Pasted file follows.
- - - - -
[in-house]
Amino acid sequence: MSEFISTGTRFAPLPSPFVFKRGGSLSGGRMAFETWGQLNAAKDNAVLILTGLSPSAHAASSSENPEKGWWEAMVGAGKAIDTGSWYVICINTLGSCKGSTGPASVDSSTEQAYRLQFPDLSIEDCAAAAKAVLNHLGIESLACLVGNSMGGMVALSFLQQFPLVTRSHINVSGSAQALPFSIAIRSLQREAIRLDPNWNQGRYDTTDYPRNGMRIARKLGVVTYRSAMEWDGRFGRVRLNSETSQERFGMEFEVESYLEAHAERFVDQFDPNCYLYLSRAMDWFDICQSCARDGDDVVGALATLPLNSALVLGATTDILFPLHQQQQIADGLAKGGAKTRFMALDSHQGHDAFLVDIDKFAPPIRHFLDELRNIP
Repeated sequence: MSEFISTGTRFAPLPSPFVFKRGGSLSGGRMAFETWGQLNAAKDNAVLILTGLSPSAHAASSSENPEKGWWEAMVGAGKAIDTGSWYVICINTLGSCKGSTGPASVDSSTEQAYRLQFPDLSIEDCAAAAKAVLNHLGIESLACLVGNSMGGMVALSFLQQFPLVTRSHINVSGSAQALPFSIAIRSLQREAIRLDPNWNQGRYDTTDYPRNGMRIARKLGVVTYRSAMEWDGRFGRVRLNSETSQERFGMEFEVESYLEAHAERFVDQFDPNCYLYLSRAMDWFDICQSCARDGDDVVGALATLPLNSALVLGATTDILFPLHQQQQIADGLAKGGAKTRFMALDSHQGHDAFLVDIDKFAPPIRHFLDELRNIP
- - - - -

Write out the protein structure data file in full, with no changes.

[in-house]
Amino acid sequence: MSEFISTGTRFAPLPSPFVFKRGGSLSGGRMAFETWGQLNAAKDNAVLILTGLSPSAHAASSSENPEKGWWEAMVGAGKAIDTGSWYVICINTLGSCKGSTGPASVDSSTEQAYRLQFPDLSIEDCAAAAKAVLNHLGIESLACLVGNSMGGMVALSFLQQFPLVTRSHINVSGSAQALPFSIAIRSLQREAIRLDPNWNQGRYDTTDYPRNGMRIARKLGVVTYRSAMEWDGRFGRVRLNSETSQERFGMEFEVESYLEAHAERFVDQFDPNCYLYLSRAMDWFDICQSCARDGDDVVGALATLPLNSALVLGATTDILFPLHQQQQIADGLAKGGAKTRFMALDSHQGHDAFLVDIDKFAPPIRHFLDELRNIP
Repeated sequence: MSEFISTGTRFAPLPSPFVFKRGGSLSGGRMAFETWGQLNAAKDNAVLILTGLSPSAHAASSSENPEKGWWEAMVGAGKAIDTGSWYVICINTLGSCKGSTGPASVDSSTEQAYRLQFPDLSIEDCAAAAKAVLNHLGIESLACLVGNSMGGMVALSFLQQFPLVTRSHINVSGSAQALPFSIAIRSLQREAIRLDPNWNQGRYDTTDYPRNGMRIARKLGVVTYRSAMEWDGRFGRVRLNSETSQERFGMEFEVESYLEAHAERFVDQFDPNCYLYLSRAMDWFDICQSCARDGDDVVGALATLPLNSALVLGATTDILFPLHQQQQIADGLAKGGAKTRFMALDSHQGHDAFLVDIDKFAPPIRHFLDELRNIP